My intention was to replace the hairspring at a later date but I have left it as is as a memory of odd repairs.........
Huh. That’s actually a pretty good idea.
I never thought of that.

I’ll try it this evening and report back.
 

Al J

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I’ve been destroying things my entire life, so I’m no stranger to finding obscure things. It takes a while, but I usually find it.

This is no exception as I currently have a couple of leads on a new spring.

It is what it is.
Good you have a lead - let's hope the new one survives.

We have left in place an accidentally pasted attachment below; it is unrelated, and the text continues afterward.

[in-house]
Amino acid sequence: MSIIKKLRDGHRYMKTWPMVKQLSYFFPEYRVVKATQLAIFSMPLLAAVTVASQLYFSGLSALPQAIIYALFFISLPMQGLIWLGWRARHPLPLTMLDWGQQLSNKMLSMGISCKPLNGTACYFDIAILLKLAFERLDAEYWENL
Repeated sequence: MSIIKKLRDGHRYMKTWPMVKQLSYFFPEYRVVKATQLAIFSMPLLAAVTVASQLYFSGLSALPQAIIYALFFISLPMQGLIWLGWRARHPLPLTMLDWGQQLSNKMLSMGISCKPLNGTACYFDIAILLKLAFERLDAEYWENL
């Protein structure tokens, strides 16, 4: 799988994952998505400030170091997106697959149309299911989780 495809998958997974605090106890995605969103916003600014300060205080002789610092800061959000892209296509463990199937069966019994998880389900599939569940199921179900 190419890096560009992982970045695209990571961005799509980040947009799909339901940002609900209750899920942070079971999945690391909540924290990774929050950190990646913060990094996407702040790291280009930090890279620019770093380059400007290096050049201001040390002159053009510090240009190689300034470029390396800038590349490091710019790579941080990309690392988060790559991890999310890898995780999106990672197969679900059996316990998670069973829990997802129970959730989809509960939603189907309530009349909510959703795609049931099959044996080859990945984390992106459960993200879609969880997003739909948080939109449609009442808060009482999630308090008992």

JuliusSqueezer

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Good you have a lead - let's hope the new one survives.
I appreciate your help, Al J, but I don’t appreciate your condescending comments.

I screwed up, I know this. You don’t have to rub it in anymore, thank you.
 

gmorse

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Hi JuliusSqueezer,

You should appreciate where professional watchmakers like Al are coming from, they have to take a very pragmatic view of their business; although at first sight their prices may seem unnecessarily high, remember that you aren't only paying for the hours they spend on your watch, you're also paying for the years of experience that enables them to do it properly.

Regards,

Graham
 

JuliusSqueezer

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Hi JuliusSqueezer,